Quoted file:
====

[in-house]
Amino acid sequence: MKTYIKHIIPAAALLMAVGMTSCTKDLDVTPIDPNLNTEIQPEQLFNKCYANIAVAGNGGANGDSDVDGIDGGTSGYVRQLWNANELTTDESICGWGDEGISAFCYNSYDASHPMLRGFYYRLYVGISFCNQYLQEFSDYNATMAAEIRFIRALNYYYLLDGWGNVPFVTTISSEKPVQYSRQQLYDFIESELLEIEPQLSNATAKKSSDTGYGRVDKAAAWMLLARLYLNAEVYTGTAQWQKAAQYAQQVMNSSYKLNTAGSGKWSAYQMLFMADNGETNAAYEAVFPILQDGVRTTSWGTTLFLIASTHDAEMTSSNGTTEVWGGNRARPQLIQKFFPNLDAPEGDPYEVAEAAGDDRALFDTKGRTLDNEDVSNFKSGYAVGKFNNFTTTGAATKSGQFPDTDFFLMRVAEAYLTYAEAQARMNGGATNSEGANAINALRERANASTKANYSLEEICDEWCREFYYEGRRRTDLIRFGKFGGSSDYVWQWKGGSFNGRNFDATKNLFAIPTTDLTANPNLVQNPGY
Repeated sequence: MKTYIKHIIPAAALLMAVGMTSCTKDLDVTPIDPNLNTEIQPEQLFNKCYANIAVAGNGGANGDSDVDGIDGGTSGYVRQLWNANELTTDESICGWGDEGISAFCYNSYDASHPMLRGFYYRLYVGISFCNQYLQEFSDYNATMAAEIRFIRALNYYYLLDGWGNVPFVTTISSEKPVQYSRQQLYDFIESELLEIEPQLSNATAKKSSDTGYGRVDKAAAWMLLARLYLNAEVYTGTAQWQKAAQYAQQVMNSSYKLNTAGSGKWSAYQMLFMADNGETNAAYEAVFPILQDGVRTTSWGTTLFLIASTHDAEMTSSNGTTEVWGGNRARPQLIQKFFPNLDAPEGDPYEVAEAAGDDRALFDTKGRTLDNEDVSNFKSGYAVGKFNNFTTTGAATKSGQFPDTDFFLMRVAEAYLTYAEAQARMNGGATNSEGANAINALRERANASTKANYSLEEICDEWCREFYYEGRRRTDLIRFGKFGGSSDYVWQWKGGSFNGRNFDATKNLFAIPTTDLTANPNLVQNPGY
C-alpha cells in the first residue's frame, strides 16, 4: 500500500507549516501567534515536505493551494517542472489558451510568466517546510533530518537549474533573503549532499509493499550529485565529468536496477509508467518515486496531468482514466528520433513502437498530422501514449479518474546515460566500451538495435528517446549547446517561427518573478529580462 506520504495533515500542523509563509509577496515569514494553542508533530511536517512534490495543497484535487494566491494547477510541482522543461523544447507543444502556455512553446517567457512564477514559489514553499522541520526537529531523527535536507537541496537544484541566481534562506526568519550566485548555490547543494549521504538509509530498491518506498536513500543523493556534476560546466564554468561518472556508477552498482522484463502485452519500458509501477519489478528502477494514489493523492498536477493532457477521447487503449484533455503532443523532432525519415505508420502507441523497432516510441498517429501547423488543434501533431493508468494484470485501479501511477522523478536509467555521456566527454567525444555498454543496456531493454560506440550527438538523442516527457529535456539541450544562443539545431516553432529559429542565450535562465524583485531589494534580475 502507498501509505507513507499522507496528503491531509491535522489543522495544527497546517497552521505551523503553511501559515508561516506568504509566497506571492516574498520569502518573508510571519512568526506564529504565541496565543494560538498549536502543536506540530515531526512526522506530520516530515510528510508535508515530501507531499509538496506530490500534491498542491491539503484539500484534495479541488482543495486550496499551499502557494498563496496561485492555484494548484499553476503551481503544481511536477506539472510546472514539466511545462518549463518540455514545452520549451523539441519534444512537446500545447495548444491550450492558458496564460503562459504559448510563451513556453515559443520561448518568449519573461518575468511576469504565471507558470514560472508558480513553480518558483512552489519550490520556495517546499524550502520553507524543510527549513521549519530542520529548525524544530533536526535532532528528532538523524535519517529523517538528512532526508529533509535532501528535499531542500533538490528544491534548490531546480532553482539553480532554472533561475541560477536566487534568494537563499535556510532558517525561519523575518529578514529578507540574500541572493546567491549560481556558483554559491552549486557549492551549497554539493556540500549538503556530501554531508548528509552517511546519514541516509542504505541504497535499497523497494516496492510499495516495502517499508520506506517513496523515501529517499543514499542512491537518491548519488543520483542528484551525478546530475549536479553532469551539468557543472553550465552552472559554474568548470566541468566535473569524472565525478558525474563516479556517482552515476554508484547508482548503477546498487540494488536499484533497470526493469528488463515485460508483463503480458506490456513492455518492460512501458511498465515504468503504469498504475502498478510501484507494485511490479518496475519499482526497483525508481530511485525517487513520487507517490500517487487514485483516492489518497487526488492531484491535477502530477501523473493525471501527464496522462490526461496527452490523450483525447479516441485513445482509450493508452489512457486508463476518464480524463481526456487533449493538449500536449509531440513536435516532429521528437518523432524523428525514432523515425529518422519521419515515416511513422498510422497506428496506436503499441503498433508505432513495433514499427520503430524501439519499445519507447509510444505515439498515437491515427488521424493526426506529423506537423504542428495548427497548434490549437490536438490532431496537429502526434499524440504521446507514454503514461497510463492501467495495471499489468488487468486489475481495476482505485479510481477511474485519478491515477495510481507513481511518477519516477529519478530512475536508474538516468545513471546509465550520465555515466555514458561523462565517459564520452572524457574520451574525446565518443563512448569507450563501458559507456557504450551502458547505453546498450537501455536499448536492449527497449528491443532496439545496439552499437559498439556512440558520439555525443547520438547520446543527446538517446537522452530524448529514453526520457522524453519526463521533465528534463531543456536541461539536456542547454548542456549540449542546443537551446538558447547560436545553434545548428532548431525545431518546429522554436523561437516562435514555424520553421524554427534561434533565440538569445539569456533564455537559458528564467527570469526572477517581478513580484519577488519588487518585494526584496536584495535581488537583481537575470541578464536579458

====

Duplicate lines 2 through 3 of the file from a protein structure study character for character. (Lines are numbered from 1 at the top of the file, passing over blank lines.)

Amino acid sequence: MKTYIKHIIPAAALLMAVGMTSCTKDLDVTPIDPNLNTEIQPEQLFNKCYANIAVAGNGGANGDSDVDGIDGGTSGYVRQLWNANELTTDESICGWGDEGISAFCYNSYDASHPMLRGFYYRLYVGISFCNQYLQEFSDYNATMAAEIRFIRALNYYYLLDGWGNVPFVTTISSEKPVQYSRQQLYDFIESELLEIEPQLSNATAKKSSDTGYGRVDKAAAWMLLARLYLNAEVYTGTAQWQKAAQYAQQVMNSSYKLNTAGSGKWSAYQMLFMADNGETNAAYEAVFPILQDGVRTTSWGTTLFLIASTHDAEMTSSNGTTEVWGGNRARPQLIQKFFPNLDAPEGDPYEVAEAAGDDRALFDTKGRTLDNEDVSNFKSGYAVGKFNNFTTTGAATKSGQFPDTDFFLMRVAEAYLTYAEAQARMNGGATNSEGANAINALRERANASTKANYSLEEICDEWCREFYYEGRRRTDLIRFGKFGGSSDYVWQWKGGSFNGRNFDATKNLFAIPTTDLTANPNLVQNPGY
Repeated sequence: MKTYIKHIIPAAALLMAVGMTSCTKDLDVTPIDPNLNTEIQPEQLFNKCYANIAVAGNGGANGDSDVDGIDGGTSGYVRQLWNANELTTDESICGWGDEGISAFCYNSYDASHPMLRGFYYRLYVGISFCNQYLQEFSDYNATMAAEIRFIRALNYYYLLDGWGNVPFVTTISSEKPVQYSRQQLYDFIESELLEIEPQLSNATAKKSSDTGYGRVDKAAAWMLLARLYLNAEVYTGTAQWQKAAQYAQQVMNSSYKLNTAGSGKWSAYQMLFMADNGETNAAYEAVFPILQDGVRTTSWGTTLFLIASTHDAEMTSSNGTTEVWGGNRARPQLIQKFFPNLDAPEGDPYEVAEAAGDDRALFDTKGRTLDNEDVSNFKSGYAVGKFNNFTTTGAATKSGQFPDTDFFLMRVAEAYLTYAEAQARMNGGATNSEGANAINALRERANASTKANYSLEEICDEWCREFYYEGRRRTDLIRFGKFGGSSDYVWQWKGGSFNGRNFDATKNLFAIPTTDLTANPNLVQNPGY